Thursday, May 25, 2006

BOOK REVIEW: The P.I.G to Women, Sex and Feminism

I heard about this book after reading a column by the author, Carrie Lukas. The column released this past Mother's Day spoke about Universal Child Care in the United States. Her book was listed at the bottom and the title caught my attention, so I checked it out. I loved what I read about it and so I immediately ordered it from Chapters and read it cover to cover in just a couple days!

The book, The Politically Incorrect Guide to Women, Sex and Feminism sums up what I have been thinking, pondering, and contemplating the past few years. I am not a modern feminist. When I say this, I do not mean I do not believe in women's rights or equality for women. I get severely irritated with the left-wing feminist types. Ones that rant and rave and put down marriage, family life, and shove their ideologically agenda down your throat in the classroom, when you pay $5500 to be there, and can't even voice your opinion.

I wasn't always a bitter and jaded anti-feminist. This started long before even my politically beliefs developed to become more conservative. I remember reading in my Sociology 100 textbook, this one sub box dedicated to demonstrating that all this attention is on women and not on men. And it's so true! For example:

We have walks to end violence against women, but it is a fact that men are more likely than women to be murder, assaulted or victims of violent crime. We have million dollar programs from the Ontario government to aid women and children from domestic violence, but what about our men?

We have walks for breast cancer. But it is a fact that the number one cancer that kills males between the ages of 18-35 is testicular cancer. Unfortunately, no one is talking to men about doing self-exams or talking to their doctor.

We have more women than men enrolling and graduating with University degrees. Or have a look at the difference of grades and academic achievements between boys and girls. Girls often always do better in school. But I ask, what it happening to our men? Our boys?

They are being left behind.

Now this has nothing to do with the book, and I have completely stayed off topic on my little anti-feminist rant. I am finished. Onto to the review!

I loved this book! It was divided into 15 chapters and touched on many issues ranging from gender, sex, marriage and family. In her introduction, Lukas makes a distinction between the feminist movements. The "first-wave" movement of the late 19th and early 20th century had goals of women and the right to vote. The "second-wave" movement came in the 1960s and 1970s with the legal and social changes to women to participate more fully in society. This movement also came to reject the traditional family and the introduction of the "liberation" of women. During this period of history also came the changes in attitudes towards pre-marital sex and family structures such as living together before marriage, children out of wedlock and of course, divorce.

The "third-wave" movement of feminism is currently taking place. This movement has grown to become more politically powerful and largely organized with groups such as the National Organization for Women (NOW). The modern feminist movement primarily has a left-wing political stance focusing on socialist ideas like larger governments and social welfare state programs. Lukas delves into the topic of gender, which is a very controversial issue. Many feminist would have you believe that aside from genitalia, there are no differences between men and women because we are socialized in our gender roles. Lukas affirms that we cannot have a gender-neutral world because men and women are fundamentally different. Between hormones and brain chemistry to research studies on the topic, the evidence proves that many differences between men and women are biologically based.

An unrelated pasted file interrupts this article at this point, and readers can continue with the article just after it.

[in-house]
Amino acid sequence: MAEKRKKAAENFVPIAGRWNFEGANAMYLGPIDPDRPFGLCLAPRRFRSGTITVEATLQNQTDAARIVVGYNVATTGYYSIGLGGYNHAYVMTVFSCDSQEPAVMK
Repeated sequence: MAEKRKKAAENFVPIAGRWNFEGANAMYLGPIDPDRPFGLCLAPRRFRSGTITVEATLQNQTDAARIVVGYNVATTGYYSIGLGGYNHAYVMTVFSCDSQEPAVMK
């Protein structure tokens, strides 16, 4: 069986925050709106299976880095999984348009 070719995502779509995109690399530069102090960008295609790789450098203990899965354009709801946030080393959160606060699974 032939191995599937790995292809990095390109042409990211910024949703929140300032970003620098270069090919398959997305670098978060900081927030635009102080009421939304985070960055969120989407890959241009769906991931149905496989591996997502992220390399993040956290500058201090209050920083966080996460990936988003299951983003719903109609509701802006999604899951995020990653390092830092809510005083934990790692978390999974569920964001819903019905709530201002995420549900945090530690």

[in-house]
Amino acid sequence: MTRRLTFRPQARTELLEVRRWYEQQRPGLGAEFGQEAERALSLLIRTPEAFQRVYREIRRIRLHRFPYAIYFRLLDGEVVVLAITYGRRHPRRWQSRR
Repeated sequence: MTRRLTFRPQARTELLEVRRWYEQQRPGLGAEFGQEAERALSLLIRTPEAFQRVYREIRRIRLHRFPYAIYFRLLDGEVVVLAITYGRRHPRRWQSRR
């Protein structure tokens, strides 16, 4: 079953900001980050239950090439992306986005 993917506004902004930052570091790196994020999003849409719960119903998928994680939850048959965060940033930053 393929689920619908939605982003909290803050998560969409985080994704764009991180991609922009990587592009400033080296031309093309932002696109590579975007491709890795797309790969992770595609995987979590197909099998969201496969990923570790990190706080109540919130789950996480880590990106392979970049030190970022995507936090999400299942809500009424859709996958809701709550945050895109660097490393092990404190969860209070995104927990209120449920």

Sex is another issue examined and I found this topic the most interesting. Lukas claims that women lost the sexual revolution. She looks at polls and studies that examine rates of casual sex with how people feel about it afterwards and their perceptions of how often their peers are engaging in it.

Lukas also examines marriage and divorce. Feminists are known to not be fans of marriage. One women’s organizations even have restrictions of their membership: “We have a membership quota: That no more than one-third of our membership can be participants in either a formal (with legal contract) or informal (e.g. living with a man) instance of the institution of marriage” (Lukas 76).

I did a paper on same-sex marriage a month ago and in my research I read a few articles about the feminist perspective on marriage. I guess I have not come to a full comprehension on understand why some feminists are anti-marriage. Marriage is a goal for me, and divorce is not an option unless it is an abusive relationship. In my last year of high school I also did a research project on cohabitation versus marriage.

Lukas’s book touches on all the issues of gender, sex, marriage, divorce and the family are always relevant in our current society. The only criticism I offer is that her editors were kind of sloppy. I noticed they referred to an author as “Appleton” and then on the next page as “Applewhite” and in addition they spelled Jodie Foster’s name incorrectly.

All in all, The Politically Incorrect Guide to Women, Sex and Feminism was a great read and I would encourage all women to read this book whether you’re a teenager or in your 60s.

1 Comments:

Blogger Guelph First said...

welcome on board....

Fri May 26, 12:33:00 AM EDT  

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